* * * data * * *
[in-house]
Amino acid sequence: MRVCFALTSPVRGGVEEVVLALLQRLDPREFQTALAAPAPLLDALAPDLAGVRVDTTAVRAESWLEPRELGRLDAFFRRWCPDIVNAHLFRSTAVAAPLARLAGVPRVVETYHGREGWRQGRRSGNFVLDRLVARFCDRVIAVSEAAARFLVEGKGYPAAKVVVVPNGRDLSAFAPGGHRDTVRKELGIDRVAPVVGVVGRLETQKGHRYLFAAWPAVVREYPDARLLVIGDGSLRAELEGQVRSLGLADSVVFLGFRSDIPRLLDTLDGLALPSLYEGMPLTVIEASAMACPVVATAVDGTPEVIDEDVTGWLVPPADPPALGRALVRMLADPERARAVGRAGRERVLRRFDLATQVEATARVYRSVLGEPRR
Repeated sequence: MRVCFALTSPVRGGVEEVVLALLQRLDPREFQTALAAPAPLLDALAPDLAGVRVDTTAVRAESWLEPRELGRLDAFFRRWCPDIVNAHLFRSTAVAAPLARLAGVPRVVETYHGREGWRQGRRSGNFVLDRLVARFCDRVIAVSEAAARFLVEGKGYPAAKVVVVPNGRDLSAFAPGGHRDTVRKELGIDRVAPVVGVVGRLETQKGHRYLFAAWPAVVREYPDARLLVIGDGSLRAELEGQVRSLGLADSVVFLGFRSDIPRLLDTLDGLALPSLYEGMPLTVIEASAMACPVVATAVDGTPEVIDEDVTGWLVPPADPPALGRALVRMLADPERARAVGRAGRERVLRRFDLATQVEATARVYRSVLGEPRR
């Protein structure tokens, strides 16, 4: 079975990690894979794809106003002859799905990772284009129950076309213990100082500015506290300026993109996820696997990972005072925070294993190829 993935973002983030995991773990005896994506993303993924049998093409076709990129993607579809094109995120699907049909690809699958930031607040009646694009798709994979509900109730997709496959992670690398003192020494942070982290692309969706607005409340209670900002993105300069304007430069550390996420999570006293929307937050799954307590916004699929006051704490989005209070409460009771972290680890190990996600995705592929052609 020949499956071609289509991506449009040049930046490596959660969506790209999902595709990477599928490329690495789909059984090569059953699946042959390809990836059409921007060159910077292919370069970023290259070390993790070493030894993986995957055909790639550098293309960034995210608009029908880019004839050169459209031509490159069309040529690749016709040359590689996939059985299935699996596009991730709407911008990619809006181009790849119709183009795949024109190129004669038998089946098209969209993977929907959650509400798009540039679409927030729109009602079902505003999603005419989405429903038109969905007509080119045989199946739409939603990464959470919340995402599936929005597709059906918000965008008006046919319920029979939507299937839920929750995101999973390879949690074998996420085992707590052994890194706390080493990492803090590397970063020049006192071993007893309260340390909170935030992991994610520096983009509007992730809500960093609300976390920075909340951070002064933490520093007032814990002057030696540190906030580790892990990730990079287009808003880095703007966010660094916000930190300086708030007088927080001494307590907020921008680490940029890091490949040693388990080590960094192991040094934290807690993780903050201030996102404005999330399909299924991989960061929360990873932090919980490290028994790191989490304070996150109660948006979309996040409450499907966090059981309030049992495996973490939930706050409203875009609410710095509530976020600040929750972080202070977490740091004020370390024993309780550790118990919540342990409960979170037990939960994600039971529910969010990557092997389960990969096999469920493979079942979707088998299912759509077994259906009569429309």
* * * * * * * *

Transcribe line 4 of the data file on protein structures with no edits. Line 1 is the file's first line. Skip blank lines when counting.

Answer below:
């Protein structure tokens, strides 16, 4: 079975990690894979794809106003002859799905990772284009129950076309213990100082500015506290300026993109996820696997990972005072925070294993190829 993935973002983030995991773990005896994506993303993924049998093409076709990129993607579809094109995120699907049909690809699958930031607040009646694009798709994979509900109730997709496959992670690398003192020494942070982290692309969706607005409340209670900002993105300069304007430069550390996420999570006293929307937050799954307590916004699929006051704490989005209070409460009771972290680890190990996600995705592929052609 020949499956071609289509991506449009040049930046490596959660969506790209999902595709990477599928490329690495789909059984090569059953699946042959390809990836059409921007060159910077292919370069970023290259070390993790070493030894993986995957055909790639550098293309960034995210608009029908880019004839050169459209031509490159069309040529690749016709040359590689996939059985299935699996596009991730709407911008990619809006181009790849119709183009795949024109190129004669038998089946098209969209993977929907959650509400798009540039679409927030729109009602079902505003999603005419989405429903038109969905007509080119045989199946739409939603990464959470919340995402599936929005597709059906918000965008008006046919319920029979939507299937839920929750995101999973390879949690074998996420085992707590052994890194706390080493990492803090590397970063020049006192071993007893309260340390909170935030992991994610520096983009509007992730809500960093609300976390920075909340951070002064933490520093007032814990002057030696540190906030580790892990990730990079287009808003880095703007966010660094916000930190300086708030007088927080001494307590907020921008680490940029890091490949040693388990080590960094192991040094934290807690993780903050201030996102404005999330399909299924991989960061929360990873932090919980490290028994790191989490304070996150109660948006979309996040409450499907966090059981309030049992495996973490939930706050409203875009609410710095509530976020600040929750972080202070977490740091004020370390024993309780550790118990919540342990409960979170037990939960994600039971529910969010990557092997389960990969096999469920493979079942979707088998299912759509077994259906009569429309």